Metals and grains gained back some of their losses from last week's massive sell-off, as investors bet that commodity prices have fallen too low.
Many analysts, still feeling the unsettled after last week's plunge in commodity prices, said the gains could be temporary. Prices for gold, silver, oil and grains have surged this year as investors poured their money into hard assets over fears of inflation. But that investment theory appeared to fail last week as traders grew more pessimistic about economic growth, and became more concerned that demand would drop for metals and crops now that some prices are at or near all-time highs.
As economic reports cast doubt on the strength of the U.S. economic recovery, prices for commodities like soybeans and copper started to fall. Speculators then increased the sell-off, exaggerating the price swings, as they sought to back out of their bets that prices would rise.
Monday's small rally might just be a blip in a broader decline, said Jon Nadler, senior analyst with Kitco Metals Inc.
"Yes, there will be rebounds; they are inevitable. But something has changed. There is a sense of `something is indeed different' here," Nadler wrote in a report to clients Monday.
"Time and again, I cannot help but revisit that certain piece from the Russian Academy of Sciences. You know, the one that posited the theory that the great commodity bubble might start leaking air circa April to June," Nadler wrote.
Still, many investors seemed eager to snap up contracts for gold, oil and industrial metals that are a bargain compared to just a few weeks ago.
Gold for June delivery added $11.60 to settle at $1,503.20 an ounce. July silver rose $1.829 to settle at $37.116 an ounce.
July copper rose 4.1 cents to settle at $4.0165 a pound. July platinum rose $8.70 to settle at $1,795.10 an ounce and June palladium gained $12.70 to settle at $729 an ounce.
July agriculture contracts rose, with wheat gaining 31 cents to settle at $7.905 per bushel, corn rising 21.25 cents to settle at $7.0750 a bushel and soybeans adding 9 cents to settle at $13.35 per bushel.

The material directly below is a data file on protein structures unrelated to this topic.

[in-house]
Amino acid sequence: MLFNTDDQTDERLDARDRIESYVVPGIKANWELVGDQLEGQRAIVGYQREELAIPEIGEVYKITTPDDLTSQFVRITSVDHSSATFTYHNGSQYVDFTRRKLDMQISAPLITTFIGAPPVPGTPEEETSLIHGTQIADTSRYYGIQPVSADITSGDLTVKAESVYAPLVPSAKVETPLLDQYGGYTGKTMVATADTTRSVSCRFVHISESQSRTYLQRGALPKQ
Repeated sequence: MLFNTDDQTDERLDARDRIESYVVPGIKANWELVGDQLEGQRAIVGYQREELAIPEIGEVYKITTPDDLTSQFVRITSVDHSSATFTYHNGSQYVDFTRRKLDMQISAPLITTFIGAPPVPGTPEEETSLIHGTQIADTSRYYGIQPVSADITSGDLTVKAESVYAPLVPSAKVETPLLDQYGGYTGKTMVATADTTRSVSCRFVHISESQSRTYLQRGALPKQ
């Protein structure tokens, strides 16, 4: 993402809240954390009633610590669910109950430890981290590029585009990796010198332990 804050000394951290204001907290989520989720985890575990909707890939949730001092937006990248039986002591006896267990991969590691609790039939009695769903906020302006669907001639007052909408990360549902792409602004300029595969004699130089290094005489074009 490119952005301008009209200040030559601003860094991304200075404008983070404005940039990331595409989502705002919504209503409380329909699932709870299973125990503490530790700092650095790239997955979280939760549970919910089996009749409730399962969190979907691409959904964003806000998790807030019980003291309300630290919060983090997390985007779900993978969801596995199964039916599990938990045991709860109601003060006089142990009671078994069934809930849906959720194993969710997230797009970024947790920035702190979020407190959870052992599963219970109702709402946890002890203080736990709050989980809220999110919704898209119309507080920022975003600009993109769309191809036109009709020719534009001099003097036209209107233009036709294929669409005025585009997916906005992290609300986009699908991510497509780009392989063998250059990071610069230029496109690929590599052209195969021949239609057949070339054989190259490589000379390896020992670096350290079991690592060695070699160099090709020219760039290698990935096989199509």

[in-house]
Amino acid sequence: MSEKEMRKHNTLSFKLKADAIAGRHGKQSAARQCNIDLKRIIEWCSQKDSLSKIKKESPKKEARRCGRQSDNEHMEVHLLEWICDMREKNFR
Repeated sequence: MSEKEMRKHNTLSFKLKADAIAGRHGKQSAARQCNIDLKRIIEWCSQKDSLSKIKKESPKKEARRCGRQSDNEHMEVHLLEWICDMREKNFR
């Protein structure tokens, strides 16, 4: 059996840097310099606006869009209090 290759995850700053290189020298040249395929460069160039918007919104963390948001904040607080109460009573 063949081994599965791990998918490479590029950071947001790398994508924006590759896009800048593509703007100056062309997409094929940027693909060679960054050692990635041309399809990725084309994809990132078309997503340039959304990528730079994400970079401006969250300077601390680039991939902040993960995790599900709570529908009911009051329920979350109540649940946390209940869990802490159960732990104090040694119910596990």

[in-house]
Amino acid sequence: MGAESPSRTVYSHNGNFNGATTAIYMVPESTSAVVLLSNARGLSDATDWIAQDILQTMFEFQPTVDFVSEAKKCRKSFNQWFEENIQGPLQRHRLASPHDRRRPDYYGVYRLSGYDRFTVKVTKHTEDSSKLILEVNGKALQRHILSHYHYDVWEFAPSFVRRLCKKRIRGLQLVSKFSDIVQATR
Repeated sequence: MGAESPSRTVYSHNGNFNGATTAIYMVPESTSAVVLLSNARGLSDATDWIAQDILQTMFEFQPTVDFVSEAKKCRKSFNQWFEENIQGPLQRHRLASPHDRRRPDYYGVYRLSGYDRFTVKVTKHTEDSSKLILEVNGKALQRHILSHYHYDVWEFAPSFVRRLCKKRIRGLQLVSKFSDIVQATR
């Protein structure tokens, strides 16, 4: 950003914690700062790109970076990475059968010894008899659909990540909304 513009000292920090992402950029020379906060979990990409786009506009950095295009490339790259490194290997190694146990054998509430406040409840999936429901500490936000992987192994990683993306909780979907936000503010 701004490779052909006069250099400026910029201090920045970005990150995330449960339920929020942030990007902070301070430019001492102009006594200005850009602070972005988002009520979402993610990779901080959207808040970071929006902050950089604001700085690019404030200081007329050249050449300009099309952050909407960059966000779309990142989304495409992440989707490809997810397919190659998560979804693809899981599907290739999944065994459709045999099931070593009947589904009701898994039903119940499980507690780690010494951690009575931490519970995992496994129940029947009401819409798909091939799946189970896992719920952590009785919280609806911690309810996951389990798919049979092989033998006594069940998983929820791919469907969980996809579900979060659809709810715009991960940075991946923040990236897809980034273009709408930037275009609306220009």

Oil also rose, even though the dollar remained flat, suggesting investors felt that oil had fallen too far last week.
Monday's jump in oil prices, though, may be what analysts refer to as a "dead cat bounce." That's a temporary rise in price that interrupts a generally downward trend.
Some analysts believe that the price of oil will continue to decline because high gasoline prices are cutting into demand for oil. Also, the U.S. economy is not growing as fast as had been predicted. U.S. gross domestic product growth slowed to 1.8 percent in the first quarter.
"We expect oil to fall further as the global economy slows, the dollar continues to rebound, and the risk premium due to unrest in the Middle East eventually fades," Capital Economics said in a report.
Benchmark crude for May delivery rose $5.37, or 5.5 percent, to $102.55 per barrel on the New York Mercantile Exchange.
In other Nymex trading for May contracts, heating oil gained 11.61 cents to settle at $2.9618 per gallon, gasoline futures rose 18.83 cents to settle at $3.2784 per gallon and natural gas for June delivery lost 8.1 cents to settle at $4.216 per 1,000 cubic feet.
AP Energy Writer Jonathan Fahey contributed to this report.